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Keeping track of long project lists and assigned next action

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  • Keeping track of long project lists and assigned next action

    Hi all

    I'm using a palm pilot to track my projects list and the next action lists.

    When your lists get really long, does anyone have smart ways of keeping track of what next action has been assigned to a project?

    At the moment, I'm doing this:
    I number the projects with a code: P1, P2, P3 and so on.
    Then, when I assign an action, eg, "Call Fred" in the "Phonecalls" list, I give it the relevant project number, eg "P4 Call Fred."

    That way, when it's weekly review time, I can do a Ctrl-F and type in "P1" to see both the project and the next action if it's not been done. I can decide if I'm happy with that next action or if I need to change/add it.

    That works ok as a system - but does anyone have any better approaches that they use when apply GTD in this way?

    cheers, Andrew

  • #2
    Andrew, check out the earlier post on the PigPog method, and also search for the post "GTD for Lawyers" which contains instructions on using the Memo app. in this way. You might find these helpful.

    FWIW,
    Gordon

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    • #3
      Re: Keeping track of long project lists and assigned next ac

      Originally posted by andrewgmiles
      I number the projects with a code: P1, P2, P3 and so on.
      Then, when I assign an action, eg, "Call Fred" in the "Phonecalls" list, I give it the relevant project number, eg "P4 Call Fred."

      That way, when it's weekly review time, I can do a Ctrl-F and type in "P1" to see both the project and the next action if it's not been done. I can decide if I'm happy with that next action or if I need to change/add it.
      I use a similar system, only I assign every project a three-letter code. I choose letters that are vaguely mnemonic ("gnw" for the "get a new watch" project) and that are unlikely to show up as words or parts of words (to prevent spurious matches when I search).

      Both the projects and the actions that are associated with projects have their code up front, like so:

      gnw - Get a new watch
      gnw - shop at Hechts for a new watch

      Singleton actions (those without an associated project) get no code.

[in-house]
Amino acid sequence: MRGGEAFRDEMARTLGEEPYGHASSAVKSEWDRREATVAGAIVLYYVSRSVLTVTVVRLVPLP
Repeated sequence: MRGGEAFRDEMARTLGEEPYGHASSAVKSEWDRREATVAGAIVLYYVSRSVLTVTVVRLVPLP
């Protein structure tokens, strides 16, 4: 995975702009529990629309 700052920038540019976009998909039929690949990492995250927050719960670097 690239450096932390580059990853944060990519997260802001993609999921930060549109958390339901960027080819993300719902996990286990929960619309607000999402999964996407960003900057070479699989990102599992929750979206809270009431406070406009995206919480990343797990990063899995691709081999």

At weekly review time, matching projects with actions is simple and fast. Since I store both actions and projects as to-do items, all I need to do is display all of my to-do items in a list on my computer, then sort the list alphabetically by clicking on the "Title" column header. I then run my eyes down the "Category" column of the list. Whenever I see "Projects" as the category for a to-do item, I shift my eyes left to look at the title of the project. Since I sorted the to-do list alphabetically by title, the associated action for that project is directly above or directly below the project item. No searching required.

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      • #4
        Another step that is useful is to keep your next action lists manageable. If it is an "as soon as possible" task that I don't expect to get to in the next week or so, I can park it on an @tickler list instead of on my context lists. It's not a Someday/Maybe list because I have commited to these tasks to be done as soon as possible. I move things over to my context lists as I complete next actions or during my weekly review. If you use this option, you absolutely have to review this list regularly. Another alternative is to use the due date function on tasks as a tickler (your real due dates for stuff should be on the hard landscape of your calender). You can assign a date to it and know you won't need to look at it before that date. These options help shorten the next action lists that I look at on a daily basis.

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